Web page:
If you’re in a situation right now where you’re not entirely happy with your work or your career growth, I’ve got a tough question for you today…
How are you complicit in creating the conditions you say you don’t want?
This question was a journaling prompt shared with the ConvertKit team by way of the Reboot coaching company in an exercise on one of our team retreats several years ago, and it’s stuck with me ever since.
As I’ve been getting back to working on my marketing design book this week, I’ve been thinking about my reader (you, essentially!) and what might be holding them back from levelling up in their career and being the kickass, impactful marketing designer they aim to be. I realised that one of the main things standing in their way might honestly be… themselves.
Now before you say:
Let me tell you that you’re right. I don’t know the intricacies of your specific situation, and there probably are a lot of things outside of your control that are holding you back. But I’m willing to bet that if you’re honest with yourself; there’s a few things you could be doing differently too.
Whenever I ask myself this question of complicity as I work through a challenge, I notice that my first reaction is always a little defensive.
As I identify ways that I might be complicit in a situation I don’t like, I leap to make excuses for why I’m behaving that way (I’d be curious to know if the same thing happens for you as you ask this question of yourself!). Then (eventually) I accept that ultimately the why doesn’t really matter. What matters is that now that I’ve noticed what I’m doing, I can work on changing it so that I can get out of my own damn way.
When it comes to the challenges that stand between us and our career goals, there are many things outside of our control that can prevent us from getting there on the timeline we desire. By taking ownership of our own behaviour, we make sure that we’re taking control of what we can (and that there might be more opportunities for that than we first thought).
I’d been holding myself back from addressing this in my book, because I didn’t want my reader to feel like I was speaking down to them or telling them that they’re doing things wrong. I trust that every designer who reads my book has gotten to where they are in their career for a reason! And I’d never dare to assume I know what the right or wrong process is for them to do their work in their specific niche.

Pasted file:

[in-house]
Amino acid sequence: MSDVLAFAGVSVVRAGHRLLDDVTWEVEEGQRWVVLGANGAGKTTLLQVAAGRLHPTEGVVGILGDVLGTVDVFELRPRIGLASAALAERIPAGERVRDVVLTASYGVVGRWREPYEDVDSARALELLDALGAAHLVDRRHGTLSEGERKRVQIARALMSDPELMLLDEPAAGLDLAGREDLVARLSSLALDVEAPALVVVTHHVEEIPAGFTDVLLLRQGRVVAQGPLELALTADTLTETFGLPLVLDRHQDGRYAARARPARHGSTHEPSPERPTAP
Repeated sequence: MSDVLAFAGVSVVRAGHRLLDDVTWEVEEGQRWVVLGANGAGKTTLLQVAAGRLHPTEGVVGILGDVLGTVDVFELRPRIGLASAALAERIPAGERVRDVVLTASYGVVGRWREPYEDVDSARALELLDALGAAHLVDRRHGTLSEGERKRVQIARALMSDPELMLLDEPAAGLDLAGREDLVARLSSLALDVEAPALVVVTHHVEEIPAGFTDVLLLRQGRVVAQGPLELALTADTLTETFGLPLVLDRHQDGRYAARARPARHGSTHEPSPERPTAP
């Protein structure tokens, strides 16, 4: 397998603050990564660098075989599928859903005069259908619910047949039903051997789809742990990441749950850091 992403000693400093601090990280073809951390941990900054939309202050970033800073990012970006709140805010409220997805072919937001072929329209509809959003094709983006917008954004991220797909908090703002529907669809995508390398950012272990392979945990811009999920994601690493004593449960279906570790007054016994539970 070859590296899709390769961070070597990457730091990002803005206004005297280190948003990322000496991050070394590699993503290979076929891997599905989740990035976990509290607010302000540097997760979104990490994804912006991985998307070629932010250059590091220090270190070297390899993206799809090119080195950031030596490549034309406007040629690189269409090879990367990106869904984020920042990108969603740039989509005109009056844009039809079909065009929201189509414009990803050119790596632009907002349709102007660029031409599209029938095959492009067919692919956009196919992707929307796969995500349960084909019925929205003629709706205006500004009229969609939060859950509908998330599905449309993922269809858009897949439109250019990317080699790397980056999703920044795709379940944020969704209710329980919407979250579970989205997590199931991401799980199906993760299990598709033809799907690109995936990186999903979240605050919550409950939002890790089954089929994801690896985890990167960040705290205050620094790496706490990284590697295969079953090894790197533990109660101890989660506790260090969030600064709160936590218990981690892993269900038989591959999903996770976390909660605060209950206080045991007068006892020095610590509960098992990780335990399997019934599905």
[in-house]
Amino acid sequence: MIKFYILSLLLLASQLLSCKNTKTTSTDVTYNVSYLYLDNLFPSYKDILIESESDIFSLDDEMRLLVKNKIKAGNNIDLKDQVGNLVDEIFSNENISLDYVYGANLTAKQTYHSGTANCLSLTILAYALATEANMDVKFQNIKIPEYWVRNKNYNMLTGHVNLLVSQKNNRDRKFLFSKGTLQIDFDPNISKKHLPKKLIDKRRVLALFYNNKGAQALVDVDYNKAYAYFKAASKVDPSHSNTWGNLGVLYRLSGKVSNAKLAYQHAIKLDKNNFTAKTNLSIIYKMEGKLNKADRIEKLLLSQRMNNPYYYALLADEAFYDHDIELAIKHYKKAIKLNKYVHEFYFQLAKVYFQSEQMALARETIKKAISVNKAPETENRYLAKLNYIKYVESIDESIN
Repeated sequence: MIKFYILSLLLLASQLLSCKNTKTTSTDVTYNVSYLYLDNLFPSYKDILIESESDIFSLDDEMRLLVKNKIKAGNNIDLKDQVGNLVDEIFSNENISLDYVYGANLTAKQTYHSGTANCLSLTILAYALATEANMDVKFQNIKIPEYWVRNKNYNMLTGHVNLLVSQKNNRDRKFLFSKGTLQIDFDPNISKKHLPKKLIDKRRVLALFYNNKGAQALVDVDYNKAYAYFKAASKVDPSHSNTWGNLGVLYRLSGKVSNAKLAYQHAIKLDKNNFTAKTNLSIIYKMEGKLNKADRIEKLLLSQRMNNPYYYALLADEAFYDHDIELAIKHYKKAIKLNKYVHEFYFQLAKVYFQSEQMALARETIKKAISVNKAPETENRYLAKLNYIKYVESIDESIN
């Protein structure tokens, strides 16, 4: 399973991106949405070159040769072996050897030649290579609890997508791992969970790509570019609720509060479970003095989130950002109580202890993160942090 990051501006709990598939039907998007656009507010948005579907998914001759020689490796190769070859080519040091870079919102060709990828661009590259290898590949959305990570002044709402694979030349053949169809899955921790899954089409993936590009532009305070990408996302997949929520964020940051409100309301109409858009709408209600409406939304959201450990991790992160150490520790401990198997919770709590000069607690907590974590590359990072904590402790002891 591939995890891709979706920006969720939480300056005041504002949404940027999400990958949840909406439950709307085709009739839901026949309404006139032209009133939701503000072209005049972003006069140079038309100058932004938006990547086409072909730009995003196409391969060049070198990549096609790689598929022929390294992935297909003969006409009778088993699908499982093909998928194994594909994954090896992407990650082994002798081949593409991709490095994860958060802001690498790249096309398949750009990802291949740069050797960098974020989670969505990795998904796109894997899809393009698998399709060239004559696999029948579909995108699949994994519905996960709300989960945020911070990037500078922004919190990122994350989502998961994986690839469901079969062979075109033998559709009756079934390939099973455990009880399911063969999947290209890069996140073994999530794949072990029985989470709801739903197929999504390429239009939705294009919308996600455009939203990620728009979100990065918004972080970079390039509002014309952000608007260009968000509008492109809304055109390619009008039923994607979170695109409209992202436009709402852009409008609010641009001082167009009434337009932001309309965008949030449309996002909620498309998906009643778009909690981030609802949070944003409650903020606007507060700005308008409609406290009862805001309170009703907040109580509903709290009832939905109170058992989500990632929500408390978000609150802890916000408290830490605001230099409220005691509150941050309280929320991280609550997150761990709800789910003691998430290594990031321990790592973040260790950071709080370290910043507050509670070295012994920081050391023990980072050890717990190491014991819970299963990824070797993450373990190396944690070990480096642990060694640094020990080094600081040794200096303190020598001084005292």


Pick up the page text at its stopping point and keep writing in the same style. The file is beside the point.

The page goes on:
But as my book is aimed at helping marketing designers to level up in their careers by unlocking a higher level of efficiency and impact in their work, I’ve realised that this ability to take ownership of their own behaviour and be willing to try things to change a situation that isn’t leading to their best work is fundamental to their success. So I’ve got to include it!
What’s standing in the way of you doing the work you want to be doing, at the level you want to be doing it? And if you ask yourself:
What comes up for you?
Seriously, I hope you actually reply and tell me about this. Not only do I love receiving responses to these newsletters (every single one of them hits my inbox!), but it would be immensely helpful as book research for me to hear about the challenges you’re facing.
There’s a lot to being a brand designer that isn’t… designing
If there’s one key takeaway you’ll get from my interview with Austin Couillard from Auth0, it’s that! This episode of Inside Marketing Design is definitely one to listen to for advice on building relationships internally and art directing work that an agency is doing. And, of course, we talk about hands on design work too!
|Listen to the episode here|
Portfolio inspiration: Grace Walker
That’s not a new minimal Twitter interface you’re seeing in the screenshot above; it’s Grace’s portfolio site! She’s an independent designer who creates epic Webflow sites for freelance clients and because she shares so many great details about her work on Twitter, she decided to make these tweets the basis of her portfolio.
She really leaned in to the idea of a Twitter feed for this site and it looks especially great on mobile. It’s such a smart, simple solution for keeping a portfolio site up to date with freelance projects (it feels easier to write a Twitter thread to share your work than it does to write a whole long-form case study, right?)
I tell you what, after a tumultuous month it felt so good to finally rejoin my Tuesday book writing accountability call again this week. I hope you’ll enjoy hearing more book updates in future issues.
Hope you have a good week!
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